Over the last two months we have often asked you to imagine what it would be like to be here with us in the Arctic. Through words, photos and videos, we have tried to bring the Arctic closer to you. So close that if you just imagine, you may well see it. You could even hear it. If you ponder the many changes occurring on Qikiqtaruk Herschel Island, from changes in vegetation structure and community composition to changes in what our life is like here, and listen again, you could hear a change. The Arctic – you can see it, you can hear it, and now, for a fuller experience, we present the Arctic smellscape of Qikiqtaruk, so you can smell it, too. It may have started as a joke, and there may or may not be talk of an Arctic taste- and touchscape, but for now, we do think that the Arctic smellscape represents a unique blend of aromas – smell alone could often reveal what is going on around us and how the landscape, and our day to day camp life, is changing.
As we step through the tundra, we often think of Team Shrub members that are not out in the field with us this year – though of course we do that regardless of what the air around us smells like, there are particular aromas we associate with people. A whiff of Ledum reminds us of Haydn who dedicated a song to this fragrant flowering plant: “Ledum, I want to get some… Ledum, you rhododendron”. It has been quite hot here, and patches of Ledum bring a bit of freshness like a fine perfume into the stale mosquito-ridden air!
Of course, it is almost always followed by a much more prominent smell that follows us almost everywhere we go – mosquito repellent! Layers and layers of mosquito repellent quickly disguise any smell of cleanliness one might have acquired from the sauna the night before. But the chemical smell brings with it reprieve from the persistent insect attacks, and thus the smell is now associated for us with a major sense of relief.
We managed to catch a whiff of forest fires far away – perhaps in Alaska or down by Old Crow the other day? Tundra fires are becoming more frequent across the biome, and though we haven’t seen any here on Qikiqtaruk, we think we’ve smelled fires further away either in the tundra out west or boreal forst down south – making us realise how the impacts of disturbances often extend beyond the places where they directly occur.
On a jollier smell note, the smell of burned wood, in particular when around camp, could also mean grilled char cooking on the fire! We have been treated to delicious char caught by the rangers, and it has been the perfect addition to our meals – from smoked char, grilled char, char soup and char fishcakes, we have enjoyed bountiful char that the ocean and rangers have to offer, both its taste and smell! A whiff of smoke while returning to camp could also mean that the sauna is on and a chance to get clean and relax after a hard day’s work. We miss Santeri’s sauna songs and Finnish sauna expertise, the sauna experience isn’t quite the same without him: “Herre Letonen, herre Letonen…”.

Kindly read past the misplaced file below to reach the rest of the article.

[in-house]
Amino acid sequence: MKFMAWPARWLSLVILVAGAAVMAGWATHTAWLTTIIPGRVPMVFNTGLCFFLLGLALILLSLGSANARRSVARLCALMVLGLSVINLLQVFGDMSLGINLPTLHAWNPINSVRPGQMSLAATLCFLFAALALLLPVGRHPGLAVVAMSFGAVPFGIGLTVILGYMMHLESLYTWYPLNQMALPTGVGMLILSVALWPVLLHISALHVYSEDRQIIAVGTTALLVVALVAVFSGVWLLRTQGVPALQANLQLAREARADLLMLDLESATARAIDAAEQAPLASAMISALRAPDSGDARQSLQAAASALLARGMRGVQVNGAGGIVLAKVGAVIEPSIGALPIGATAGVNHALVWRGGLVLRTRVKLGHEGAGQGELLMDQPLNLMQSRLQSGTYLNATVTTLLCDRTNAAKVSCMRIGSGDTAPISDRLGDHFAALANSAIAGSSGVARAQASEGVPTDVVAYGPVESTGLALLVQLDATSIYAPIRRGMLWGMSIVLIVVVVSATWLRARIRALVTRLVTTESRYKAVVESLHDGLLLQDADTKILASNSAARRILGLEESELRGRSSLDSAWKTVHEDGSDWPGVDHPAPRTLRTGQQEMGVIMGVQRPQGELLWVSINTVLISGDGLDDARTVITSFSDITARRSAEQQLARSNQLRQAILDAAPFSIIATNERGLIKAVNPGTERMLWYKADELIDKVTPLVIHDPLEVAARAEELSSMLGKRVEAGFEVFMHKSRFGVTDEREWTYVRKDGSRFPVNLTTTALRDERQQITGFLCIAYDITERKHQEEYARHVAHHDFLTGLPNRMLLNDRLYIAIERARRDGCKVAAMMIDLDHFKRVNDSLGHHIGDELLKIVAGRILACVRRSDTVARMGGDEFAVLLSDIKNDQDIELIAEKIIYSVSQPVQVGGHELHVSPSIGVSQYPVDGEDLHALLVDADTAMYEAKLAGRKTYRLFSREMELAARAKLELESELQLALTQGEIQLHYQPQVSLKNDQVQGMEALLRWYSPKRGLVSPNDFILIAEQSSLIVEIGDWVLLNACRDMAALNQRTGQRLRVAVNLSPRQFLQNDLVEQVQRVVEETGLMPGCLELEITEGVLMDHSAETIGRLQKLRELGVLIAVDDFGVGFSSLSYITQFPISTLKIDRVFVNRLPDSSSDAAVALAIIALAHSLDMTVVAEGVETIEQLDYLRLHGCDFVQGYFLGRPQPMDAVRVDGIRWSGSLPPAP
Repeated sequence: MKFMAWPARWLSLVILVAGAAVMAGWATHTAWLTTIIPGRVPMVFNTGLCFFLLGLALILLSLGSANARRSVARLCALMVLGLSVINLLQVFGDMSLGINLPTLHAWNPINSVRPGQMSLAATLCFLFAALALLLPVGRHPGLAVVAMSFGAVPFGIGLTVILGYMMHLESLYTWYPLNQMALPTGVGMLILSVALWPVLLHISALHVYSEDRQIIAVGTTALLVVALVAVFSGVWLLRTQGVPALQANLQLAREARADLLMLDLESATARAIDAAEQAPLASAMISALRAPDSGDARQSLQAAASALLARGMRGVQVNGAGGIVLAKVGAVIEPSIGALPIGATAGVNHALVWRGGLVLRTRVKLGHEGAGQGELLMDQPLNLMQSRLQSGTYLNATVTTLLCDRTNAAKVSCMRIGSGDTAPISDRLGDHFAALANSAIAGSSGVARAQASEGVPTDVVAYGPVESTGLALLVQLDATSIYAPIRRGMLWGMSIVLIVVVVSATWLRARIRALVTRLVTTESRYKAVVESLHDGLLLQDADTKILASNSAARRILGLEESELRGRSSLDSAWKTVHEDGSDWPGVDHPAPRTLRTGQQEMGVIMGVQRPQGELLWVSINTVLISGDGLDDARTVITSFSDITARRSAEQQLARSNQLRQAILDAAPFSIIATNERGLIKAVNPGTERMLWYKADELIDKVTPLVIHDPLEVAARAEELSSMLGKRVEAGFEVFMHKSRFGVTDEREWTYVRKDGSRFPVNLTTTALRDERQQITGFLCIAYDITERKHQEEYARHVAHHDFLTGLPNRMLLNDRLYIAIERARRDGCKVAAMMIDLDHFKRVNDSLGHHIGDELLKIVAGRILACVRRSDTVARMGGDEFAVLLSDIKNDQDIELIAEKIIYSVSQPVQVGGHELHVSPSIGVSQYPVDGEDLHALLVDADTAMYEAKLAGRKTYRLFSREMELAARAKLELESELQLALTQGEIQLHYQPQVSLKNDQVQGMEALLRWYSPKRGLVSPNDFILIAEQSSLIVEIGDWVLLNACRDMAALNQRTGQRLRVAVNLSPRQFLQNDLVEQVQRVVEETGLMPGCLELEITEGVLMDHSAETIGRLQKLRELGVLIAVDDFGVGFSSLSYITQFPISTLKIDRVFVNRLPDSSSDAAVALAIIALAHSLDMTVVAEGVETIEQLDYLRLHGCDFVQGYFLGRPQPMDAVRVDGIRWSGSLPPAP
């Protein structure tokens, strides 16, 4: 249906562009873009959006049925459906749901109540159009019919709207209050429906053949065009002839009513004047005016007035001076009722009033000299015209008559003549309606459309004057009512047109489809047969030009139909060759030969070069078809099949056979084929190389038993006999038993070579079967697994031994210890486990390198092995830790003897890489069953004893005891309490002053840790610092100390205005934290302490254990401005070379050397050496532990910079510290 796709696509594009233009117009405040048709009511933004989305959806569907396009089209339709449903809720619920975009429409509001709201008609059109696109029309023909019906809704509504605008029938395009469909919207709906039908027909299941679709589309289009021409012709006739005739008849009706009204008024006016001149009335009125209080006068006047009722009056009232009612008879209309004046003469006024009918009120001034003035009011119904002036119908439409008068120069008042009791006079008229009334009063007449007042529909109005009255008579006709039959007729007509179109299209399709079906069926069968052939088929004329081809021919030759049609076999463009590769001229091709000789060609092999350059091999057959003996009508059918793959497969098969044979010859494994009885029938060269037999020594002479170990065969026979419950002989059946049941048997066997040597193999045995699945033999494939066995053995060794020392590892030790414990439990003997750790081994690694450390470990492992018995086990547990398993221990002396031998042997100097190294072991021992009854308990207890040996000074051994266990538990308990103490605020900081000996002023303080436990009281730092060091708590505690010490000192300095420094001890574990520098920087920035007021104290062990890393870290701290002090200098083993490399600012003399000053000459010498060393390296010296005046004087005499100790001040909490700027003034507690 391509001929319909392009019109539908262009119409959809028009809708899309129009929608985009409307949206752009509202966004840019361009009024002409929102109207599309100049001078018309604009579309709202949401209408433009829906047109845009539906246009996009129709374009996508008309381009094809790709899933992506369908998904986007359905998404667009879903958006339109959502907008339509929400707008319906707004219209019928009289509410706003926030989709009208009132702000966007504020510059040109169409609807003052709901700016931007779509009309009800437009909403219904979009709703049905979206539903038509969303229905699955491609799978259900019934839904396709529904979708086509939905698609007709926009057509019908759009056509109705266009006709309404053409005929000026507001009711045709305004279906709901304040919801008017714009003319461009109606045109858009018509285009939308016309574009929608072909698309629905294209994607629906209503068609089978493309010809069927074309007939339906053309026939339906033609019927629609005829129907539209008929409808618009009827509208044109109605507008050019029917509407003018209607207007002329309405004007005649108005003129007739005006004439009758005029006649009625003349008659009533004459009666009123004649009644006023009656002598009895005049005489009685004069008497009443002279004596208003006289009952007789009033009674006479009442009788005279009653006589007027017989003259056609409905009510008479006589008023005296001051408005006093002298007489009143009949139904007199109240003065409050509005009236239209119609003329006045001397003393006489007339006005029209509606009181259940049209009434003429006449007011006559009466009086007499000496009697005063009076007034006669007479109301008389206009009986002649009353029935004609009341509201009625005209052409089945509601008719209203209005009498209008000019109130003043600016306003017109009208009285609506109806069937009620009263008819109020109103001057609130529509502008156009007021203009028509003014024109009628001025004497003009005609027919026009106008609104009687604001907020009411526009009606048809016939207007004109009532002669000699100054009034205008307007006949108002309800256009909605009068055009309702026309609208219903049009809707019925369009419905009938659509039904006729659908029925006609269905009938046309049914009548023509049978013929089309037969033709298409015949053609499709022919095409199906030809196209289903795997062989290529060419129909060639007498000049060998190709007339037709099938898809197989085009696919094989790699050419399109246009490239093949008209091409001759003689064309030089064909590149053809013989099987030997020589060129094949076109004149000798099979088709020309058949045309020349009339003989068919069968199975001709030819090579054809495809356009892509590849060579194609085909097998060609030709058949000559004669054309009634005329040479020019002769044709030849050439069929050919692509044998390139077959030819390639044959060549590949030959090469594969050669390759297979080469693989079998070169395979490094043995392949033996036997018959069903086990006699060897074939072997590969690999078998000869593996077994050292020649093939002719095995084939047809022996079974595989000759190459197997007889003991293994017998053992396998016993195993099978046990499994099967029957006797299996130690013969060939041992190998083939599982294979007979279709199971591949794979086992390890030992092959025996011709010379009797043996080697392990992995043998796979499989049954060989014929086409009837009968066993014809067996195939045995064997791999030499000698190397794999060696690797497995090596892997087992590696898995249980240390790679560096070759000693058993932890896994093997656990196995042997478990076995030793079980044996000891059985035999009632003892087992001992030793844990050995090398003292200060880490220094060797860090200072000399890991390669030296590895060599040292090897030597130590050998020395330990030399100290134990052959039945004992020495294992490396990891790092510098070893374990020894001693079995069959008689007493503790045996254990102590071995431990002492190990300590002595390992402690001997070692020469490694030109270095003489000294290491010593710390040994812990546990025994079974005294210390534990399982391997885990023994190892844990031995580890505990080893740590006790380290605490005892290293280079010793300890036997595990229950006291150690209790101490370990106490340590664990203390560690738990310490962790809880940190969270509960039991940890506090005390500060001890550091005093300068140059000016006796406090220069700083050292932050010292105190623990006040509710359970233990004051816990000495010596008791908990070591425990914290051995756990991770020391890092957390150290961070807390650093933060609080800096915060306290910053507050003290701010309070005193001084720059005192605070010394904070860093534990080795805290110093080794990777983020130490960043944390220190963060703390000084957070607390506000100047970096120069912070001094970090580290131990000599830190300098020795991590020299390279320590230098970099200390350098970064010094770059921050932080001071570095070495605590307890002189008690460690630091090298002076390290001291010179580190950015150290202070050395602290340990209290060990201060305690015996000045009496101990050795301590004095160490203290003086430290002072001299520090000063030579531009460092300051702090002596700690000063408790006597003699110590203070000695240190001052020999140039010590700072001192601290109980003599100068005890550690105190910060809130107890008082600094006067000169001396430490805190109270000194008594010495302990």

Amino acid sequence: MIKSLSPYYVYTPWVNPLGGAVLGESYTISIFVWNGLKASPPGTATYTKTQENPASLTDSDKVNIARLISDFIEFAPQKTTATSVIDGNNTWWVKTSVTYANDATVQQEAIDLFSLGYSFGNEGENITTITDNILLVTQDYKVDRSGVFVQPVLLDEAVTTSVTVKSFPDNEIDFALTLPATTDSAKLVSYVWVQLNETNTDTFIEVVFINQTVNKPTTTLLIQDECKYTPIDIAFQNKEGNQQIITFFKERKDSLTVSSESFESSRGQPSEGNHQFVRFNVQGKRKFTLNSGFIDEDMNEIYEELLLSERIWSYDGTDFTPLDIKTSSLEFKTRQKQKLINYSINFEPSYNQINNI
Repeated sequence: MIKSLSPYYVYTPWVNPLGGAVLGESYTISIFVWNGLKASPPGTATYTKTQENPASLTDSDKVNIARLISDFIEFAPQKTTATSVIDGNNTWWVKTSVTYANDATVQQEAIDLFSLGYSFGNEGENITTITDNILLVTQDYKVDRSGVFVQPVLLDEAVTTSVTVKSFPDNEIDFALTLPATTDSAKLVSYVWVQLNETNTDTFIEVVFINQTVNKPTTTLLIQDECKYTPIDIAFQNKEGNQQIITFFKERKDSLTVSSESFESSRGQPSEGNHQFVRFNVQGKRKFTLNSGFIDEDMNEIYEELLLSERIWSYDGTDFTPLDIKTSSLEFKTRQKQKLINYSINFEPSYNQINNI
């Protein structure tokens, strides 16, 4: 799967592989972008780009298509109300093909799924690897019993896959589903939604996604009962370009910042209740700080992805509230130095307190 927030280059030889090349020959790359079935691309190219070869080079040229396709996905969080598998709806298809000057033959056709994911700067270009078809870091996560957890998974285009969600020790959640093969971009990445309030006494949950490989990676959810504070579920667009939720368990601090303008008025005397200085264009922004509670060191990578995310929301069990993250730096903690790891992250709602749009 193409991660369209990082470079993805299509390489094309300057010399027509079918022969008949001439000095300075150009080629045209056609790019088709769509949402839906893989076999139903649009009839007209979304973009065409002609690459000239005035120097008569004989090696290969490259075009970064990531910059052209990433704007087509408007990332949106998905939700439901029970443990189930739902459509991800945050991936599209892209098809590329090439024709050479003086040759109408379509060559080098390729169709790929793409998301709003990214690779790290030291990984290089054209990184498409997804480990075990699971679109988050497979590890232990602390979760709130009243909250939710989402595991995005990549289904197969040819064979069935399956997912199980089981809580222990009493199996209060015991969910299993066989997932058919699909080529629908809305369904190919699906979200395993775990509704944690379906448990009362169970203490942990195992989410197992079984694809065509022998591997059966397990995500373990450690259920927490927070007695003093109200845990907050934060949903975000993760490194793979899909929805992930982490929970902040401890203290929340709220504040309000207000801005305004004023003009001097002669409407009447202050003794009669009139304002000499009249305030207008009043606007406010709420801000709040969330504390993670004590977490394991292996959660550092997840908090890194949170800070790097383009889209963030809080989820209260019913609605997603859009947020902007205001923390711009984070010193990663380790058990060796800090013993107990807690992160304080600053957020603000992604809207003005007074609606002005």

The last two weeks have been marked by the strong and very distinct smell of slump – we have been to slumps ABC and D, where complex biochemical reactions fill up the air with a smell no less complex – it is not a bad smell as one might imagine initially, just very specific to the slumps and coastal erosion. It smells like freshly turned earth, like rotting compost, but stronger, and different in a way that is hard to pin down. What are those complex molecules filling the air associated with anaerobic decomposition?
Slump D is one of the largest retrogressive thaw slumps in the Northern Hemisphere. It would certainly be hard to mistake it for something else, but if ever in doubt, its smellscape certainly confirms that we are near a massive retrogressive thaw slump! Recently we have been picking up that smell near camp as well, where big chunks of ground have been disappearing into the water – on some days as much as 3m of land has been succumbing under the waves, This rapid coastal erosion has already reshaped the Qikiqtaruk coastline near Pauline Cove. We have been working to monitor this erosion in collaboration with the Alfred Wegener Institute using drones and time lapse cameras – documenting the rapid retreat of the coastline and blocks of tundra disappearing into the waves.
In our soundscape, silence was particularly special – peace and quiet to ponder life, reflect on our time here, or just be. Here, in our Qikiqtaruk smellscape, we have to say that lack of smell can be pretty special, too. It has been a while since our clothes have been through a proper washing machine, and though we try our best, it is pretty difficult to get our clothes properly clean using limited washing water in a bucket. Thanks to the sauna and a few brave jumps in the ocean, though, we are happy to report that occasionally, we take a deep breath, and smell pretty much nothing except for the fresh Arctic air.